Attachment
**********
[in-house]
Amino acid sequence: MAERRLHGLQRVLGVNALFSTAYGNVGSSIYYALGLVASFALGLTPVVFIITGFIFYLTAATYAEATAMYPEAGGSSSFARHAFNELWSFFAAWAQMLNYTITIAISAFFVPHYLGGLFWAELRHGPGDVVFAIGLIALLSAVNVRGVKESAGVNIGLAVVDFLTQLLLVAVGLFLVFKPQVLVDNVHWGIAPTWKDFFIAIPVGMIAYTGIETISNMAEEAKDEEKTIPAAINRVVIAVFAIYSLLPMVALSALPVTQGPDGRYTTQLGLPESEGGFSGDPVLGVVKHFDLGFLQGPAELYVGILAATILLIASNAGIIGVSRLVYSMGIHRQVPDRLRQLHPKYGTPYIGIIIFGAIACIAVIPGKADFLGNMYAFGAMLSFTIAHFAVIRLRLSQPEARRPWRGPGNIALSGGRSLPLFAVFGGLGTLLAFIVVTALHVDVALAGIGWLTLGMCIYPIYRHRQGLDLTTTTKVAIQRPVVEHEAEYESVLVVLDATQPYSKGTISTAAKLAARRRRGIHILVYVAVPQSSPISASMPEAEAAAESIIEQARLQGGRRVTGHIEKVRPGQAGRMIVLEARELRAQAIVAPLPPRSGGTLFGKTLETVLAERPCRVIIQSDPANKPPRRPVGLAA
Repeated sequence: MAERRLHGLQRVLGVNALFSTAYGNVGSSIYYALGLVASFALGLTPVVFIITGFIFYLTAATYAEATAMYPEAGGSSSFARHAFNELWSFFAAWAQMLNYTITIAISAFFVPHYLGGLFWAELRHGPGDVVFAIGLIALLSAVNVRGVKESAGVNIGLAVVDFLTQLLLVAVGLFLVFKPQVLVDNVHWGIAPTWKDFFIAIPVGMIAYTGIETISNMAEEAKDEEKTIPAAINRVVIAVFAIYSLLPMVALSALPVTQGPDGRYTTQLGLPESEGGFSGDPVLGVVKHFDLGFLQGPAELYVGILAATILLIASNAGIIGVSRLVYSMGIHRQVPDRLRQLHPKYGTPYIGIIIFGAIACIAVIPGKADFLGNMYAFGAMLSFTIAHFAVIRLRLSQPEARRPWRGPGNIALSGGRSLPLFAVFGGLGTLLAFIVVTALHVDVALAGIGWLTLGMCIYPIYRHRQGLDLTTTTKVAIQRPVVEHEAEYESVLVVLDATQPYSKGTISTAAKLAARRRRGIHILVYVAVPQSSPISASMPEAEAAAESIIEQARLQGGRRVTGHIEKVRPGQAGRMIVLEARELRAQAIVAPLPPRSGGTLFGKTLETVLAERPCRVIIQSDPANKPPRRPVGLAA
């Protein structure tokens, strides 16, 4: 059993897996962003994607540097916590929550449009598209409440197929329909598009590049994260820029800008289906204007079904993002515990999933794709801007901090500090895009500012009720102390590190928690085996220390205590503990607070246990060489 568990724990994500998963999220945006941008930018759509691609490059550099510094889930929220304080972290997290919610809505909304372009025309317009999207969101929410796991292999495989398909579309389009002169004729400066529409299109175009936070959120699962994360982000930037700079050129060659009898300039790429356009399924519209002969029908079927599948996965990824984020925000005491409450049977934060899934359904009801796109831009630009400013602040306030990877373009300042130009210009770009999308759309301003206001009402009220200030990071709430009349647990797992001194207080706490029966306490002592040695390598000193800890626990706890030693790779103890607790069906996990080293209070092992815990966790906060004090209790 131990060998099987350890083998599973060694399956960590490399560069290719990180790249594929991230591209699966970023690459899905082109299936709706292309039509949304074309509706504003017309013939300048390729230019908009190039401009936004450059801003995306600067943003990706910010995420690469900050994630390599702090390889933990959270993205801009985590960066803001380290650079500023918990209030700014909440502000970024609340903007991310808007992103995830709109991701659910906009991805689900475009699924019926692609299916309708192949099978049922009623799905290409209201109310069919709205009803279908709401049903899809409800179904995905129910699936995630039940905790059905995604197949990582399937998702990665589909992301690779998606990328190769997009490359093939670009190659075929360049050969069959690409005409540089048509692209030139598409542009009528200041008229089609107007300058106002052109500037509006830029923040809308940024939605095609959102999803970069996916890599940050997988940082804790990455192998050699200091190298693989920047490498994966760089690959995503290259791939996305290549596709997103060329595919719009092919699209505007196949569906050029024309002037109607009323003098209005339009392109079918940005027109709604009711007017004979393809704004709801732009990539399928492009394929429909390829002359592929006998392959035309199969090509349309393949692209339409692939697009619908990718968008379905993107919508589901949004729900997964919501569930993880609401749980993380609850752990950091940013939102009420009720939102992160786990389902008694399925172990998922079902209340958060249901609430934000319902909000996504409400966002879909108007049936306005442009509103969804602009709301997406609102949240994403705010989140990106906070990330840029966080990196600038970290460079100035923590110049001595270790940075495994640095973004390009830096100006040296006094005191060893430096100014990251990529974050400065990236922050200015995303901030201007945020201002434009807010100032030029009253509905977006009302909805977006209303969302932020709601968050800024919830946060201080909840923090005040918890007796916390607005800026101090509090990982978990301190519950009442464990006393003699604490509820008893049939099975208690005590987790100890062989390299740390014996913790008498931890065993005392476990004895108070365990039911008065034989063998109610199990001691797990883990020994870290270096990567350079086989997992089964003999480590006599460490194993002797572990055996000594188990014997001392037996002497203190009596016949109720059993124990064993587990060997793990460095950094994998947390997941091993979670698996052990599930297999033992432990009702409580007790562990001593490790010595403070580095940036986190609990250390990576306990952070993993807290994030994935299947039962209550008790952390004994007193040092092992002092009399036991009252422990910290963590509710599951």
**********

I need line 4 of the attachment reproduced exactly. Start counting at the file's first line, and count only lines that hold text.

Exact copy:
């Protein structure tokens, strides 16, 4: 059993897996962003994607540097916590929550449009598209409440197929329909598009590049994260820029800008289906204007079904993002515990999933794709801007901090500090895009500012009720102390590190928690085996220390205590503990607070246990060489 568990724990994500998963999220945006941008930018759509691609490059550099510094889930929220304080972290997290919610809505909304372009025309317009999207969101929410796991292999495989398909579309389009002169004729400066529409299109175009936070959120699962994360982000930037700079050129060659009898300039790429356009399924519209002969029908079927599948996965990824984020925000005491409450049977934060899934359904009801796109831009630009400013602040306030990877373009300042130009210009770009999308759309301003206001009402009220200030990071709430009349647990797992001194207080706490029966306490002592040695390598000193800890626990706890030693790779103890607790069906996990080293209070092992815990966790906060004090209790 131990060998099987350890083998599973060694399956960590490399560069290719990180790249594929991230591209699966970023690459899905082109299936709706292309039509949304074309509706504003017309013939300048390729230019908009190039401009936004450059801003995306600067943003990706910010995420690469900050994630390599702090390889933990959270993205801009985590960066803001380290650079500023918990209030700014909440502000970024609340903007991310808007992103995830709109991701659910906009991805689900475009699924019926692609299916309708192949099978049922009623799905290409209201109310069919709205009803279908709401049903899809409800179904995905129910699936995630039940905790059905995604197949990582399937998702990665589909992301690779998606990328190769997009490359093939670009190659075929360049050969069959690409005409540089048509692209030139598409542009009528200041008229089609107007300058106002052109500037509006830029923040809308940024939605095609959102999803970069996916890599940050997988940082804790990455192998050699200091190298693989920047490498994966760089690959995503290259791939996305290549596709997103060329595919719009092919699209505007196949569906050029024309002037109607009323003098209005339009392109079918940005027109709604009711007017004979393809704004709801732009990539399928492009394929429909390829002359592929006998392959035309199969090509349309393949692209339409692939697009619908990718968008379905993107919508589901949004729900997964919501569930993880609401749980993380609850752990950091940013939102009420009720939102992160786990389902008694399925172990998922079902209340958060249901609430934000319902909000996504409400966002879909108007049936306005442009509103969804602009709301997406609102949240994403705010989140990106906070990330840029966080990196600038970290460079100035923590110049001595270790940075495994640095973004390009830096100006040296006094005191060893430096100014990251990529974050400065990236922050200015995303901030201007945020201002434009807010100032030029009253509905977006009302909805977006209303969302932020709601968050800024919830946060201080909840923090005040918890007796916390607005800026101090509090990982978990301190519950009442464990006393003699604490509820008893049939099975208690005590987790100890062989390299740390014996913790008498931890065993005392476990004895108070365990039911008065034989063998109610199990001691797990883990020994870290270096990567350079086989997992089964003999480590006599460490194993002797572990055996000594188990014997001392037996002497203190009596016949109720059993124990064993587990060997793990460095950094994998947390997941091993979670698996052990599930297999033992432990009702409580007790562990001593490790010595403070580095940036986190609990250390990576306990952070993993807290994030994935299947039962209550008790952390004994007193040092092992002092009399036991009252422990910290963590509710599951």